January 2014

January 2014

Chosen. But that could change. They are famous for success, American sub-cultures of certain Indians and Japanese and Persians and Jews. Why?  All of their members believe they belong to the best. But each believes he or she could easily suffer the worst. None readily give in to whatever impulse presents itself. So says a new study by two Yale Law professors, Amy Chua and Jed Rubenfeld.

“Um, Your Honor, um, can I please…what do you call it…um, object?” Watching unemployment statistics in the legal profession rise, the American Bar Association is pushing real-life training for law students, as much as 15 hours credit actually doing something legal. Medical and dental schools, of course, are way ahead.

The problem with percentages. You remember the giant numbers associated with the brilliantly conceived (but awkwardly named) MOOCs or “Massive Open Online Courses.” When Professor Sebastian Thrun of Stanford opened his artificial-intelligence course to the Internet, enrollment went from about 120 students in Palo Alto to 160,000 everywhere.  But now a cry goes up.  Egad, only 4 percent completed the course!  But isn’t that 6,400 students? Still looks pretty massive from here.

Or about $25 more than Sears used to charge. The digital revolution aside, this past Christmas Kevin Kelly moved his Cool Tools catalogue onto the printing press, put a $24.50 price tag on it, and the monster sold out—472 pages and 4.5 pounds of infinite possibilities.

Taking the white gloves off. Problem coughs during musical performances are certainly not new, but conductors are now taking remedies into their own hands. Some maestros put down their batons and call the offenders out from the podium. Others throw lozenges in their general direction.

“So what are you going to do when you get out, Sarge?” Princeton may have its deer hunters (the brutes!) but down here in the South we prefer a high-tech solution. The wild hogs of Columbus, Georgia, are eating up $80 million worth of gardens, crops and property per year. Marksman Rod Pinkston, ex-Army, ex-Olympics shooting coach, is tracking the beasts at night with night-vision cameras, driving them into special pens and using phone signals to drop the gates. ‘Four-legged insurgents,’ he calls them. He and his comrades at Jager Pro have 154 years of military experience among them.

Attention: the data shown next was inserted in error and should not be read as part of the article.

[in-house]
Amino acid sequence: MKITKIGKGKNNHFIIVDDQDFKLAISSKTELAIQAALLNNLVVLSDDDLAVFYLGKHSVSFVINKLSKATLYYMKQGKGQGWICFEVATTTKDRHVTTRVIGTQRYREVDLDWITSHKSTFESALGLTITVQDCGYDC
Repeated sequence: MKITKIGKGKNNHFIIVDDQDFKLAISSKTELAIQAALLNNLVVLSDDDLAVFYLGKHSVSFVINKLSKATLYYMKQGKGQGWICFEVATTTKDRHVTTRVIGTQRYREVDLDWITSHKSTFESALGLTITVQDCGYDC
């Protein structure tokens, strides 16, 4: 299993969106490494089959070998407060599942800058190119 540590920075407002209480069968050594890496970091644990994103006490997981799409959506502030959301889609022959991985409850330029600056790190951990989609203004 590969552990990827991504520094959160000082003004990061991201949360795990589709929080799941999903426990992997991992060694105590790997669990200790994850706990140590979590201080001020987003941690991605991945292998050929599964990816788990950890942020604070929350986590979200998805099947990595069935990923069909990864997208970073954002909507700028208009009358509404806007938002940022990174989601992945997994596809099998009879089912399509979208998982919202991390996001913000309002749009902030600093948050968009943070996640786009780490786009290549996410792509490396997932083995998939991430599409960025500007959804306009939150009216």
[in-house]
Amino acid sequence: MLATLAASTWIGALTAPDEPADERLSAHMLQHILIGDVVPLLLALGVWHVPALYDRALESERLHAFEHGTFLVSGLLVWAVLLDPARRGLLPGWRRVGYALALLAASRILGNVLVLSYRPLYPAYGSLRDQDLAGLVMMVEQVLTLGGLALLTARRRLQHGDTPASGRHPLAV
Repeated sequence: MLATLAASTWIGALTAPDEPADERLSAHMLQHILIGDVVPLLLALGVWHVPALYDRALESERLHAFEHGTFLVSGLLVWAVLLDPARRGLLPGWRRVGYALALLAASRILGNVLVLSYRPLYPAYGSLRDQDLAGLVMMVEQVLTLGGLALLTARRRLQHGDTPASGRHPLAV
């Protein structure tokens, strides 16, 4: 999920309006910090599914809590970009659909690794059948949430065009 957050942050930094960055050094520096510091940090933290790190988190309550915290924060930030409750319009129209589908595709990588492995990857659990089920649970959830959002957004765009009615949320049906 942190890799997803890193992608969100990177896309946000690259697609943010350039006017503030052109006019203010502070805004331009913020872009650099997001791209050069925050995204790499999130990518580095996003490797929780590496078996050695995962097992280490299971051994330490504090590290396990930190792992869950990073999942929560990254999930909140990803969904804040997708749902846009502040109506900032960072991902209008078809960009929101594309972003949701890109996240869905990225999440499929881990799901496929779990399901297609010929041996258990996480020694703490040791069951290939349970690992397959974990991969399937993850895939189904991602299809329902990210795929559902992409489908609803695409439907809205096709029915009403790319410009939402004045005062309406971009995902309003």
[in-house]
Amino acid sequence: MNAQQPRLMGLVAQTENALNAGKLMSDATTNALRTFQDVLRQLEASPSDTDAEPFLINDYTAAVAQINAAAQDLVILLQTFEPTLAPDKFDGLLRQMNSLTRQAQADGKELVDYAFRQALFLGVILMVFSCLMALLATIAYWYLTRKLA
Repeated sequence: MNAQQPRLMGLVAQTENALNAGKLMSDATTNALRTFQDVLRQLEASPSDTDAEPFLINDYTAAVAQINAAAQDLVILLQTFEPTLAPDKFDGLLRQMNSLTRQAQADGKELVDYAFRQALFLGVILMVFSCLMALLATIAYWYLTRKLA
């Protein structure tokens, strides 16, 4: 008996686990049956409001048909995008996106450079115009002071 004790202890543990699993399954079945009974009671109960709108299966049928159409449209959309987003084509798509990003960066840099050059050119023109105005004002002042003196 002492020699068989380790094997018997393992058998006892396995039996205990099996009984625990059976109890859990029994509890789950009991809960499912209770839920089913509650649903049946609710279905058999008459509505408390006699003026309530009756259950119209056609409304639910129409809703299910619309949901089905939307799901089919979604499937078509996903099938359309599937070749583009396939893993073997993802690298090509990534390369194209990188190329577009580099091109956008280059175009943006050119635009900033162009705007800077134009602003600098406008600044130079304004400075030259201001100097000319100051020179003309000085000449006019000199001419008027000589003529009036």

Bodice schmodice! I’m sticking with and, or, neither, nor, and but. And, oh, yeah, hence. Computer scientists say they have found the secret to selling novels. Books that use frequent conjunctions and verbs describing thought processes are more popular than those that do not.  Novelty, writing style, and reader engagement also seem to figure in.

In the cargo hold: memories. When it left the father, it went to Washington and Lee University with a daughter and then to Rhodes College with another daughter. Then it was sold to a young man heading to Georgia College, who says it now has 160,000 miles on it. Moderate mileage, it would seem: only about 8,888 miles a year for those 18 years. That’s probably precise, because Casey the newest owner is a medical auditor (his mother is quietly proud).  Apparently the only thing worn out on the 4-Runner is a leather seat. But, hey, how much extra can a fleece weigh?

Quote to Note: “Whether you think you can or think you can’t, you’re right.” – Henry Ford (1863-1947)

Thanks for reading, Joe.Ledlie@theledliegroup.com

Our new year was marked by the arrival of Philip Hauserman’s first child, Emma Ann, born on January 15th. Congratulations to Philip and to Ashley (who passed her nurse practitioner boards 51 hours before) and to Emma, for her good taste and sound judgment.

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